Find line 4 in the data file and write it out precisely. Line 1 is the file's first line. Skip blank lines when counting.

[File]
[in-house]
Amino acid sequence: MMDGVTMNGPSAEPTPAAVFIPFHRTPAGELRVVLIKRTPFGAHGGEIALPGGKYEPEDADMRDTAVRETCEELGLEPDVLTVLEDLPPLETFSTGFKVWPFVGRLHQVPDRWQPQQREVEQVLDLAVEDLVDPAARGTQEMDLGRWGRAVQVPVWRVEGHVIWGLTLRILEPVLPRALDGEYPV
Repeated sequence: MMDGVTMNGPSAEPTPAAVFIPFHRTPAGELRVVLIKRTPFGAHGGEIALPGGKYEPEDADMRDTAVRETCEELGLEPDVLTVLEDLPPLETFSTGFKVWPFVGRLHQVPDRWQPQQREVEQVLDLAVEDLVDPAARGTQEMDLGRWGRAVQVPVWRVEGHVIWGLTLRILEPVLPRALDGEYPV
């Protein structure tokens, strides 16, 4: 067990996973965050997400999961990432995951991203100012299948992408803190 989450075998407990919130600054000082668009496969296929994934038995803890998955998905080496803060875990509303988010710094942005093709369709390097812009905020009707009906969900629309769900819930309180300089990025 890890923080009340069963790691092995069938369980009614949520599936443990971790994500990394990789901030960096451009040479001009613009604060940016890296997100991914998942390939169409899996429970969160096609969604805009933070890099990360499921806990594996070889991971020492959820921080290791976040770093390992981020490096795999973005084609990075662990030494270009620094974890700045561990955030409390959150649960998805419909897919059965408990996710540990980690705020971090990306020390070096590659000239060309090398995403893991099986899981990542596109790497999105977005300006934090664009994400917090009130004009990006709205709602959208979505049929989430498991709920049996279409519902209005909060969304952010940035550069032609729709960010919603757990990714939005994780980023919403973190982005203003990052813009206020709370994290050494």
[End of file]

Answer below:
């Protein structure tokens, strides 16, 4: 067990996973965050997400999961990432995951991203100012299948992408803190 989450075998407990919130600054000082668009496969296929994934038995803890998955998905080496803060875990509303988010710094942005093709369709390097812009905020009707009906969900629309769900819930309180300089990025 890890923080009340069963790691092995069938369980009614949520599936443990971790994500990394990789901030960096451009040479001009613009604060940016890296997100991914998942390939169409899996429970969160096609969604805009933070890099990360499921806990594996070889991971020492959820921080290791976040770093390992981020490096795999973005084609990075662990030494270009620094974890700045561990955030409390959150649960998805419909897919059965408990996710540990980690705020971090990306020390070096590659000239060309090398995403893991099986899981990542596109790497999105977005300006934090664009994400917090009130004009990006709205709602959208979505049929989430498991709920049996279409519902209005909060969304952010940035550069032609729709960010919603757990990714939005994780980023919403973190982005203003990052813009206020709370994290050494």